travel to Longshen

My first stop in this part of China would be to see the Yao people and the terraced rice paddies – both famous attractions in China.  When I post the photos of the rice terraces later, you will probably recognize them as they are in most every Chinese tourist brochure and commercial.  The Yao people, a minority tribe in China, are most notably know for their womens’ long hair.  After marriage, they never cut it and it is quite long.

One of my Chinese friends, Erica, arranged my bus transportation, hotel lodging, and helped me out along the way pointing out the sites and translating for me.

The drive from Yangshuo to Longshen took several hours including a switch back mountain road for the last hour.  While we were still on “flat” ground, our tour guide told us all about the Yao people, the terraced rice paddies, and the customs of the people and region.  We were told of some local taboos including the prohibition of picking up only one chop stick (always pick them up in a pair).  He also told us about the Yao marriage and bathing habits…

As we worked our way up the mountain we climbed ever higher into the cloud line.  I remember the Lonely Planet traveller (the blonde girl) being so disappointed at the top of the mountain because the clouds obscured her view of the terraced paddies.  I hoped that we would have clear weather.  I shot the photo below as we climbed the mountain heading towards Longshen.

Erica, explained that it was really “hit and miss” with the weather here.  We might stay 3 days and see nothing but fog and the next group might have 3 days of sunshine.  Once we pulled up to the Yao village, we were invited to cross over the river to see some traditional homes.  The bridge was a swaying cable bridge and each successive group of tourists rocked it from side to side in an attempt to knock over the tourists behind them.  It seemed a little dangerous but turned out to be quite fun.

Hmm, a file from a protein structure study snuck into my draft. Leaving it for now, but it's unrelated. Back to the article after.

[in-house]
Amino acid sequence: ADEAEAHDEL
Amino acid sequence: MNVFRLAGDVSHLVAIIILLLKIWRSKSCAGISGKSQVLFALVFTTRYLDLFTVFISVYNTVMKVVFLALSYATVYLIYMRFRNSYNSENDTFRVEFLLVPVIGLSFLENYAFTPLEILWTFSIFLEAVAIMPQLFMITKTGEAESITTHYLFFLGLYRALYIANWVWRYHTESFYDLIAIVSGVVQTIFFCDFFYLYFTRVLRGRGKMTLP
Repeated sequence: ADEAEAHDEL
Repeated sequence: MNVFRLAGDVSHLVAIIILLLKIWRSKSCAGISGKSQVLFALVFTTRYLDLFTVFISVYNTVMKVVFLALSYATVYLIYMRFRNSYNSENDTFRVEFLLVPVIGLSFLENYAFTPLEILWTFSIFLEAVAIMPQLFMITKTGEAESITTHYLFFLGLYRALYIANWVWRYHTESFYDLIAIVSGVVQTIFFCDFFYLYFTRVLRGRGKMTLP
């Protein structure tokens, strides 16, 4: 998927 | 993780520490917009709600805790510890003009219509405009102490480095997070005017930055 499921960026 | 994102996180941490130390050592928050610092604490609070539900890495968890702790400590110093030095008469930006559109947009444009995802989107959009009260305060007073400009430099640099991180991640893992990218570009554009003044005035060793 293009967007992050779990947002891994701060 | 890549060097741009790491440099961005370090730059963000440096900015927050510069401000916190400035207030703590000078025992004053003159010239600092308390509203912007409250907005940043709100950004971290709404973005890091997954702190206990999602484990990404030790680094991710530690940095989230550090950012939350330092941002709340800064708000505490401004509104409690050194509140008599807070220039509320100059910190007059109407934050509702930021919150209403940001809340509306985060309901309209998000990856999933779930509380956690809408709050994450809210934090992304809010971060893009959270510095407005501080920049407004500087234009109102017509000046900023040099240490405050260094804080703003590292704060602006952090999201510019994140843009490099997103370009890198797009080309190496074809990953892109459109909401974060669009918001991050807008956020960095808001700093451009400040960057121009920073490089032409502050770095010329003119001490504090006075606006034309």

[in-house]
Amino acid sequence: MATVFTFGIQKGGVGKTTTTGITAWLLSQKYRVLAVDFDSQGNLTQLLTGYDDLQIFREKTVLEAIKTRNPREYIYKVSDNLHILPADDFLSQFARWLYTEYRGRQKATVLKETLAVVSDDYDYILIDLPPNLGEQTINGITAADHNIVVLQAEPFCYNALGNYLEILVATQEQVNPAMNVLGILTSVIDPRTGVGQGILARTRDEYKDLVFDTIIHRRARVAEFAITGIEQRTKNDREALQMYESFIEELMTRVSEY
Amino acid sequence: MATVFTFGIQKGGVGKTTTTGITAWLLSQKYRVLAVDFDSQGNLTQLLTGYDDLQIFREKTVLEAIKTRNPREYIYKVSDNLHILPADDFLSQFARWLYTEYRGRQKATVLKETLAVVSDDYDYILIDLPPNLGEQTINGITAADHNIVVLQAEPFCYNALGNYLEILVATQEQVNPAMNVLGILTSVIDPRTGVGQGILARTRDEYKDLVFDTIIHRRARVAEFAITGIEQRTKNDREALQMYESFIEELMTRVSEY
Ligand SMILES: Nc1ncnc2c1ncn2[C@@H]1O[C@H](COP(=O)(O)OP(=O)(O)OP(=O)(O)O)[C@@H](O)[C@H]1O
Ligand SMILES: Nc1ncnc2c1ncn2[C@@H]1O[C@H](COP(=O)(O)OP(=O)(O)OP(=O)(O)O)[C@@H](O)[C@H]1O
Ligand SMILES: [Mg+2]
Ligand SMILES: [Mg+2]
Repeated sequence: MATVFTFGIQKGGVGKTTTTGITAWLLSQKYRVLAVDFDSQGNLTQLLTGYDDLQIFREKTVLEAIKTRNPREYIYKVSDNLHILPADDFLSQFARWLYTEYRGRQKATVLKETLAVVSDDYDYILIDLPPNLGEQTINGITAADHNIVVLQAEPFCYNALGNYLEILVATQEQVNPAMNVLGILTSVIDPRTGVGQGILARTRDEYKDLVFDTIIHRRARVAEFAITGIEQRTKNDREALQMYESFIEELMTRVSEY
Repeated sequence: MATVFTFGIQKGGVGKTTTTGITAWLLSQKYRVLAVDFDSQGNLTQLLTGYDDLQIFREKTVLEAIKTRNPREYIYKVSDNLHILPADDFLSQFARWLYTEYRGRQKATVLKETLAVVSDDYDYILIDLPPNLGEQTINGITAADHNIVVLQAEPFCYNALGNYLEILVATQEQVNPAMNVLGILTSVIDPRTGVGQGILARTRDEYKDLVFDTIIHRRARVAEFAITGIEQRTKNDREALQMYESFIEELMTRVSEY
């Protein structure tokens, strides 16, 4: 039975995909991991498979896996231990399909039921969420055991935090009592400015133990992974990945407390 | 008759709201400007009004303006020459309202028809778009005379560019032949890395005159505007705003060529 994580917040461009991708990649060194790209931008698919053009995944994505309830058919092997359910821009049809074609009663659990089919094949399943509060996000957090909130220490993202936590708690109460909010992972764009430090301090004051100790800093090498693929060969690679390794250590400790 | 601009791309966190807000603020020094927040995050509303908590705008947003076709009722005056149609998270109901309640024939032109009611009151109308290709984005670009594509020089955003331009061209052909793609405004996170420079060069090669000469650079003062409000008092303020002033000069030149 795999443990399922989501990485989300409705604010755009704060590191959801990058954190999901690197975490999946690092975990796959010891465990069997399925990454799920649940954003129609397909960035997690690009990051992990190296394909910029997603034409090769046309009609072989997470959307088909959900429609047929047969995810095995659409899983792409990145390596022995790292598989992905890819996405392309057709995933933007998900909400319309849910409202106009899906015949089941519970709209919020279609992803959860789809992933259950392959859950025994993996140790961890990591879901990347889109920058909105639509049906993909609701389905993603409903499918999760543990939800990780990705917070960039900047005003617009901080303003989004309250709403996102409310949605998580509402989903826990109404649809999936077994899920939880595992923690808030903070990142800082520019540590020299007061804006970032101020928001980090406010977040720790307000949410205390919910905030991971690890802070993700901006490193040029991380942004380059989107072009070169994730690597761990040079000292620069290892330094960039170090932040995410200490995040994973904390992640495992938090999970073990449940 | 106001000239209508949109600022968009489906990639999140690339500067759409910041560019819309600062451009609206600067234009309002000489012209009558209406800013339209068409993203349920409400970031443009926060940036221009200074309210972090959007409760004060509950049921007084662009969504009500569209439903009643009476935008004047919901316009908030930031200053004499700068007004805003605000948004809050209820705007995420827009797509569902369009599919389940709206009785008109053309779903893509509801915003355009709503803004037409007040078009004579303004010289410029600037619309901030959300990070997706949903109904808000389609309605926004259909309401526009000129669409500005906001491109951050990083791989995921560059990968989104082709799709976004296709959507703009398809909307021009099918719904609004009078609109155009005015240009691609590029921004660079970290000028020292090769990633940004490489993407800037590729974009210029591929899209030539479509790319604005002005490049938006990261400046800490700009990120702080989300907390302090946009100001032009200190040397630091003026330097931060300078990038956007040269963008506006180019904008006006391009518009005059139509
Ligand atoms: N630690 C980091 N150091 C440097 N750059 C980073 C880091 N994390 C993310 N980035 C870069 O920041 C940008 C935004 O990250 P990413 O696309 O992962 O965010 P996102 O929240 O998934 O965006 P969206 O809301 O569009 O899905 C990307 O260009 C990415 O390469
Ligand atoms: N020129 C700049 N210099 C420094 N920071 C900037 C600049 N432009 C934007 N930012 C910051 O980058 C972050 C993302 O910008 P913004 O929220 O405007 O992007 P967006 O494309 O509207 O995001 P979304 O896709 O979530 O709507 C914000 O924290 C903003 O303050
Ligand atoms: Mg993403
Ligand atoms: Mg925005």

After I crossed over the bridge, I took a photo of the river looking downstream.  It was hard to frame a shot that didn’t include a large amount of trash in the foreground.  China, as does much of the world, has a long way to come ecologically.

After we crossed the bridge we toured inside some Yao homes to see how they live.  The conditions were quite primitive.  The tour guide explained that the rice harvests are not enough to sustain the people here.  Growing on the terraces, they only have one growing season and it is not enough to support the people.  The government provides subsidies to the families and they also depend on tourist income selling their wares to tourists and by performing ethnic dances and shows.

… typical Yao home…

Inside, the conditions were also primitive.  I tried to remember to judge not based on western standards, but to instead, look at the people and ask, “Are they happy?  Do they have enough to eat?”  Hard as it is for us to imagine, life can be quite fulfilling without internet, TV, and I-phones.  The only real downside that I could see with the Yao people is that in their dependence on tourists for a large part of their income, they have become quite aggressive in their sales tactics.  A polite “no” (in Chinese or English) was not enough to dissuade them from trying to sell us fabrics, silver coins, jewelry, post cards, and all sorts of other “touristy” items.  I began to wonder how much we were upsetting their lifestyle with our tourist eyes and dollars and yuan.

Inside one home we saw a young woman cooking a meal.  In the next room I took this shot of the family’s religious altar:

We crossed back over the bridge to attend a Yao cultural show.  Outside of the hall we found tables and tables lined with good for sale.  Thee bright trade goods and the clothing of the Yao women made for bright photos, especially considering how “dull” the sky was with the overcast and clouds.


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